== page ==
Why Art? Why Economics?
What Does Economics Have to Do with Culture?
Economic language and ideas have increasingly found their way into discussions of artistic value and cultural benefit. For better or for worse, the discipline of economics has been the lingua franca of public policy discourse for at least the past fifty years. Sometimes the terms resonate harshly on our ears. How do people in the world of arts and culture answer those who speak this language, who try to value cultural activity in terms of economic multipliers, cost-benefit analysis, quantitative outcome measures and, a current favorite, contingent valuation methodology?
Some economists know how difficult it is to bridge this linguistic and conceptual divide. The Australian economist David Throsby, one of the most astute cultural economists at work today, finds that artists just don't behave as classic economic models would predict. He signals the difficulties that economists have in trying to understand the artist's working life when he writes: "...unlike the vast majority of workers — artists generally prefer more (arts) work time to less, and [this fact] requires a reformulation of conventional labor supply models. [Much] of what artists do in their day-to-day work — the choices they make, the lines of development they pursue — have nothing whatsoever to do with economics." Simply translated, he is telling us that artists often prefer work to leisure, sometimes choose less remuneration than more, and behave in ways that are not easily explained by material rewards.
If economic models have difficulty in explaining the behavior of individual artists, the discipline of economics faces equally perplexing problems in explaining the public's interest in funding the arts? Throsby puts the policy problem in its bluntest terms: Is it the business of governments to promote and to fund culture? He reminds us that economic language and thinking create the basic framework within which we must argue for or against a public policy. Economics has become the language of public policy because policy is so often about the allocation and most efficient uses of resources. Not surprisingly, foundations and others who distribute money have also adopted this language of economic rationality when they make their decisions,shape programs, seek and evaluate results. Clearly, in this context, the weight of argument favors outcomes that can be quantified.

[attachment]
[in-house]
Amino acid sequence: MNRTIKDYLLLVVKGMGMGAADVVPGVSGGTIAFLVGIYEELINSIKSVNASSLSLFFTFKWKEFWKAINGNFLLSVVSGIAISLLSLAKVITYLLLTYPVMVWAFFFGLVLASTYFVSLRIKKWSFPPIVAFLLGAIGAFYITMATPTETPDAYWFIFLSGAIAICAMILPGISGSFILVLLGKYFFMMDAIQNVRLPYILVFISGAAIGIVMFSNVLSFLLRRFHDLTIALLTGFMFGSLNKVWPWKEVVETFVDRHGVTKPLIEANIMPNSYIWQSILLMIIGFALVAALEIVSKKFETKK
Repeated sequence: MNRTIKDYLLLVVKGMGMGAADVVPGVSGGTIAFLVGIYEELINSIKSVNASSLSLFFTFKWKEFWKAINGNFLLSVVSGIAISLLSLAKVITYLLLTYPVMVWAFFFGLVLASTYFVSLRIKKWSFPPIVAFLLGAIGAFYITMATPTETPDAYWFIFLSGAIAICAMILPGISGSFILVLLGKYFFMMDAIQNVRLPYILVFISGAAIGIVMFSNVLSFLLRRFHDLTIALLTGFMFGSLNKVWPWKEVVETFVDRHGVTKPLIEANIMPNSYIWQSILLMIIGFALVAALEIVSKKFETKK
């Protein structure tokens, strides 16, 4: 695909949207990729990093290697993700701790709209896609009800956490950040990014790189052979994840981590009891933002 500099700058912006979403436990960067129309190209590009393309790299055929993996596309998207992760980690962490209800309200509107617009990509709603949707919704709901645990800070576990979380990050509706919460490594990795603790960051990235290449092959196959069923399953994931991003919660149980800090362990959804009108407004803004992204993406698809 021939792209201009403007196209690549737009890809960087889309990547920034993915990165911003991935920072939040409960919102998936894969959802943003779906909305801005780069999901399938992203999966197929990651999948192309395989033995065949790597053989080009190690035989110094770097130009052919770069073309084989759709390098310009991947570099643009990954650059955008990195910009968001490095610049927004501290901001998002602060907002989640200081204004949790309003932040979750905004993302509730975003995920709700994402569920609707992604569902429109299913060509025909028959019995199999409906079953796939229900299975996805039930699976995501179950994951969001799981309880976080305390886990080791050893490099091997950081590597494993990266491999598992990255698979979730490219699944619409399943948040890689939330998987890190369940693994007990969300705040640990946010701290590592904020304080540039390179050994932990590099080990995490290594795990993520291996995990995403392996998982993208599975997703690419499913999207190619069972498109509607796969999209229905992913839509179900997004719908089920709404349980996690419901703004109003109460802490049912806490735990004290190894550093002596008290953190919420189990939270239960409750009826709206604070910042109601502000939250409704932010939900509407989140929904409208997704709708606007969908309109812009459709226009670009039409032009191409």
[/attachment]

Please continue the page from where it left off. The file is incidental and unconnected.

Less obviously, however, the weight of argument also favors individual goals and choices over collective ends. Throsby explains that economic values and cultural values are different in very fundamental ways: economic values are based on individual calculations of utility, while cultural values are based on collective and communal decisions about meaning and worth. Markets can determine a price for some objects at the immediate moment when the transaction takes place, but cultural value emanates from another sort of transaction, one that is more enduring and involves many more parties to the transaction.
Cultural values arise in an exchange that is not exclusively a market transaction, say, a simple ticket sale. Cultural markets don't clear when supply and demand curves intersect. Cultural exchanges endure; their values (and valuations) are long-term; the benefits are widely diffused. Does it make sense to try to establish a marginal utility — in other words, a price — for cultural values that can arise simultaneously from the interactions of aesthetic, social, spiritual, historical, and symbolic considerations? Can we put a price or assign a number to memory, identity, a sense of place, or cohesive communities?
It is useful to know — and to be able to argue and persuade — in the utilitarian language of economists. But only at times. We can offer some measurements of the role of the cultural sector in terms of its contributions to gross domestic product, to our international trade balance, or to economic development in a city or region. We can also begin to argue that the arts contribute to human capital, helping (however obscure the underlying causal relationships) to improve educational performance and test scores, and to enhance workplace skills, creativity, and technological innovation, although these things continue to focus on individual benefits.
Some scholars have also begun to argue that the arts build social capital; that they are a source of civic strength, cooperation, trust, participation, identity, and other communal values. This approach supplies a civic rationale for our cultural endeavors.
Others are now beginning to make the case for the value of creative capital. In the post-industrial world they argue that creativity has become an asset, a resource just as coal, iron, and oil were the basic resources of the industrial era. Richard Florida is among those who contend that a creative class has emerged that now, numbering 30 percent of the work force, is double what it was twenty years ago and ten times what it was in 1900. With creative capital in mind, we can then argue that fostering creativity, protecting and preserving creative assets, is a matter of fundamental public interest in the post-industrial era. This is both a broader economic rationale and perhaps an argument fitting for a globalizing, post-industrial economy.
When we treat arts and culture as a source of human, social, or creative capital, we are admittedly adopting an economic metaphor, though not one with the restrictive language of a market place transaction. This metaphor can be a step toward bridging the chasm between economics and culture. It begins to treat culture as what it is — a resource to draw upon, as asset to preserve, a store of enduring worth and value.
James Allen Smith is senior advisor to the president, The J. Paul Getty Trust. This piece is excerpted and adapted from an address given to the Museum Trustees Association, October 12, 2002 in San Diego, California.